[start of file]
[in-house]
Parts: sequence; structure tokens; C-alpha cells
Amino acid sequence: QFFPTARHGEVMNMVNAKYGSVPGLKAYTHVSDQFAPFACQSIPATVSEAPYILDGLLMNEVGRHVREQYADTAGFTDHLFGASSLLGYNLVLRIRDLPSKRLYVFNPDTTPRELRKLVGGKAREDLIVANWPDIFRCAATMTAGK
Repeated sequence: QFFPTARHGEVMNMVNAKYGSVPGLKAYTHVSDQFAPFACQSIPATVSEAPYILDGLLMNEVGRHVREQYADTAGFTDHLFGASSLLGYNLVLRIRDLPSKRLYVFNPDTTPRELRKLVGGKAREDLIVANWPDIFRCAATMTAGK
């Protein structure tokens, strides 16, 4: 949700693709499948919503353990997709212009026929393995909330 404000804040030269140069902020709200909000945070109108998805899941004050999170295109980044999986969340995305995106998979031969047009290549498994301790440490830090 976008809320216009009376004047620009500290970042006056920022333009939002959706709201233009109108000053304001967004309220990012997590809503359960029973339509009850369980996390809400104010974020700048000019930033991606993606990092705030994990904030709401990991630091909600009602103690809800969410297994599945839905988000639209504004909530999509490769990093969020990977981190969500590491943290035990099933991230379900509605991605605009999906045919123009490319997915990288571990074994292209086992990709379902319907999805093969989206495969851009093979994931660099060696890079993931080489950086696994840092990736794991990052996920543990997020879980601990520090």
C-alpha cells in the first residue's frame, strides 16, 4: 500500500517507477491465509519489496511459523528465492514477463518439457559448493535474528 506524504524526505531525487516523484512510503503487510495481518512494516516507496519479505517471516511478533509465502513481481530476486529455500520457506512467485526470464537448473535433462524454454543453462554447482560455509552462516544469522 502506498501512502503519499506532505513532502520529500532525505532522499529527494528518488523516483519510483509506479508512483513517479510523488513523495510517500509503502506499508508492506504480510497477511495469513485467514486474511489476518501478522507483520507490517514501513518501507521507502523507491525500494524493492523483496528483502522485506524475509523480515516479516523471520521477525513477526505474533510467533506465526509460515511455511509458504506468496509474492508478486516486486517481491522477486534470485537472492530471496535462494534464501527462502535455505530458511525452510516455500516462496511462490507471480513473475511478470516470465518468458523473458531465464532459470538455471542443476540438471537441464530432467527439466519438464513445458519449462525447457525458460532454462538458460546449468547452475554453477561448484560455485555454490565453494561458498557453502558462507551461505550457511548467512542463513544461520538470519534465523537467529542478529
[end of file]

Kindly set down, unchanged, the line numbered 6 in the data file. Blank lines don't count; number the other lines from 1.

C-alpha cells in the first residue's frame, strides 16, 4: 500500500517507477491465509519489496511459523528465492514477463518439457559448493535474528 506524504524526505531525487516523484512510503503487510495481518512494516516507496519479505517471516511478533509465502513481481530476486529455500520457506512467485526470464537448473535433462524454454543453462554447482560455509552462516544469522 502506498501512502503519499506532505513532502520529500532525505532522499529527494528518488523516483519510483509506479508512483513517479510523488513523495510517500509503502506499508508492506504480510497477511495469513485467514486474511489476518501478522507483520507490517514501513518501507521507502523507491525500494524493492523483496528483502522485506524475509523480515516479516523471520521477525513477526505474533510467533506465526509460515511455511509458504506468496509474492508478486516486486517481491522477486534470485537472492530471496535462494534464501527462502535455505530458511525452510516455500516462496511462490507471480513473475511478470516470465518468458523473458531465464532459470538455471542443476540438471537441464530432467527439466519438464513445458519449462525447457525458460532454462538458460546449468547452475554453477561448484560455485555454490565453494561458498557453502558462507551461505550457511548467512542463513544461520538470519534465523537467529542478529